Demi Plié (in five
Grand Plié (means
a full bending of your knees)
Battement Tendu (battement
means beating and tendu means stretched)
Battement Glissé (means
a glided beating)
(or dégagé)(jetté means "thrown")
Rond de Jambe à Terre
(circle of the leg on the ground)
Battement Fondu (beating
(struck or striking, beating)
Adage or Développé
(slow graceful development)
Grand Battement (large
Preparation for Allegro
(allegro is a generic term applied to all light and
lively springing movement)
This is a series of exercises that develop the fluid movements of the arms through the basic positions used in all dance. This also gives flexibility to the upper part of the body. As a result the movements are flowing, continuous and graceful.
The centre exercises begin with various combinations of exercises learned at the barre. Here the dancer should be aware of the direction of the body. Arm movements should be done slowly and land with distinction. Watch the dancer in the video and see how she moves her head and arms for each of the exercises. Imitate these as closely as possible. Each position in the centre should be assumed accurately before going on to the next. Once all positions have been learned correctly they may be combined as the dancer performs them with flowing and continuous movements. Remember practice makes perfect.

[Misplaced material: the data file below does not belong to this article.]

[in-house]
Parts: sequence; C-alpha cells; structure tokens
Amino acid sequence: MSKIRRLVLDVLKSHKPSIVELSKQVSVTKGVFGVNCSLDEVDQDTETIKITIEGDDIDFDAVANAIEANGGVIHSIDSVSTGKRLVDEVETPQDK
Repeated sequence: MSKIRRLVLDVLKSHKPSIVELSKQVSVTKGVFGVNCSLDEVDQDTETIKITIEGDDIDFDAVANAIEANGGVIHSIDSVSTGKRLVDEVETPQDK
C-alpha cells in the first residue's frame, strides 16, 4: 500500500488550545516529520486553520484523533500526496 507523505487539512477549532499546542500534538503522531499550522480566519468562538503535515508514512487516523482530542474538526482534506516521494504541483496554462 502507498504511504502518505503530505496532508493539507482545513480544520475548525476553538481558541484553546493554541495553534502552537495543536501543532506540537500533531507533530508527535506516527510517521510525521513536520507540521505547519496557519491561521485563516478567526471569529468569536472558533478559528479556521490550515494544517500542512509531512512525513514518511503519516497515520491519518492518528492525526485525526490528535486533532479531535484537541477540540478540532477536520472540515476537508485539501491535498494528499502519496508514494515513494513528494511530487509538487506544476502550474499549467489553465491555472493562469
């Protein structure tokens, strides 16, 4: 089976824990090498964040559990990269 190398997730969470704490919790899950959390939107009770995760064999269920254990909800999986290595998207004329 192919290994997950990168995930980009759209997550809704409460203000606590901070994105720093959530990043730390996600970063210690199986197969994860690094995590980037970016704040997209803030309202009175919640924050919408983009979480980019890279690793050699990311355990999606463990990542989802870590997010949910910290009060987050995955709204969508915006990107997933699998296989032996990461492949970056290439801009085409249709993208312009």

any of these exercises are difficult for you, simply practice the leg
patterns at the barre (or your
chair at home), then add the arm